The Image of our LandscapeDecember 13, 2009 at 9:40 pm | Posted in itchy fingers | 2 Comments
Tags: Arts, History, Museum, Photography, Uniquely Singapore
A not so recent visit to the National Museum brought Itchyfingers back to Singapore in the 19th century – a time where trade and commerce developed, transforming the face of the island dramatically. Many of these changes were captured in paintings, prints and photographs, giving us a glimpse of how Singapore looked at that time.
A busy port…
Chinese junks at Rocher River. The Malay houses on stilts were made with
attap and palm leaves. These belonged to mainly fishermen and boatmen
who were already established on these riverbank when Raffles arrived.
I like this a lot, but too bad my picture didn’t turn up sharp 😦
Along Bukit Timah Road, 1894. “Bukit Timah was one of several forest
reserves set aside by the colonial government, because the island’s pristine
forest was being rapidly cleared for cash crop plantation such as gambier.
The area remained sparsely populated even though a road had linked it to
the town since 1845. The area was known to be a haven for tigers in the
19th century and in 1896, it was reported that two tigers had been shot
in the vicinity.”
According to this article, “The government gave a reward of $20 for every tiger killed but the increasing number of casualties led to the reward being increased to $50 then to $100. Tiger hunting became a rewarding sport offering money and adventure. Pits of 4 to 4.5 m were dug and traps set. Tigers caught were hauled out alive and put into strong rattan baskets which the tigers could not bite through. Indian convicts who were experts in hunting tigers were also employed by the government. With so many tigers killed, their numbers dwindled and they eventually perished. One French Canadian named Carrol made tiger hunting a business for himself. Occasional reports of tiger attacks were still heard towards the end of the 19th century; a man was killed by a tiger in Thomson Road in 1890 and two tigers shot at Bukit Timah in 1896. The last wild tiger, roaming in Choa Chu Kang area, was killed in the 1930s.” How sad… 😦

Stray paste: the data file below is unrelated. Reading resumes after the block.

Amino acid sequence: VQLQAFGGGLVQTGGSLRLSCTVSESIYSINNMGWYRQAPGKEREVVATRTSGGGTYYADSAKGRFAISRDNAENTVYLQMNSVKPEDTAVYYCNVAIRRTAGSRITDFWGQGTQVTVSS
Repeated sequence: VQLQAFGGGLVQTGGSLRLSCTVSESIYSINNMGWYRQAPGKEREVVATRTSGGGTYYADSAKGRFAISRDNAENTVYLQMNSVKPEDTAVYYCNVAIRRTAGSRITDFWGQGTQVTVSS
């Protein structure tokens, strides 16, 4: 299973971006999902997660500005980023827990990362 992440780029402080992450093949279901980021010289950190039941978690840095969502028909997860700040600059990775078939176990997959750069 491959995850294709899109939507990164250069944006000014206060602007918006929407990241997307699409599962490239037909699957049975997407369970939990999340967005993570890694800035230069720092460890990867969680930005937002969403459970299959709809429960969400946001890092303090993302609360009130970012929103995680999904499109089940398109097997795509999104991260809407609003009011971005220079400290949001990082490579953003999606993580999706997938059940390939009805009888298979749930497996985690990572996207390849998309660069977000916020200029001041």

A painting showing G. D. Coleman and his convict workers laying out a
new road in 1835 through a swamp in the jungle near town being attacked
by the big cat. No one was killed though
Lau Pa Sat used to be called Telok Ayer market, and was jutted out onto
Telok Ayer Bay before it was reclaimed. This looks nothing like the Lau
Pa Sat we know today..
While many of the old Singapore imageries were a thing of the past, some of them remained a familiar sight.
Hokkien Street, one of the oldest streets in Singapore which appeared in the
1822 Raffles Town Plan. The street was settled by the early Hokkien immgrants
from southeastern China
The Sri Mariammam Temple was originally a wood and attap temple built
by Indian pioneer in 1827 and rebuilt in brick by Indian convict labour in
1842-1843. The Jamae Mosque was already a prominent landmark at
South Bridge Road with its distinctive twin minarets. This picture was
probably taken in the 1850s
‘Chinese Temple, Singapore’, 1842. Thian Hock Keng Temple 天福宫 at
Telok Ayer Street was situated at the coastline until reclamation work in
1879 left it inland. The Chinese came here to offer thanksgiving to Ma Zu 妈祖
(Goddess of the Sea) for their safe voyage
Built in 1839 and completed in 1842, the entire structure was assembled
without nails in traditional Chinese architectural style. There was some
ceremony going on when Itchyfingers went to take this photo
There are many more interesting images on display and it is definitely worth spending time looking through them for their historical as well as aesthetical values. The Image of our Landscape is ongoing till 03 Jan 2010 at the National Museum of Singapore. Admission is free. 🙂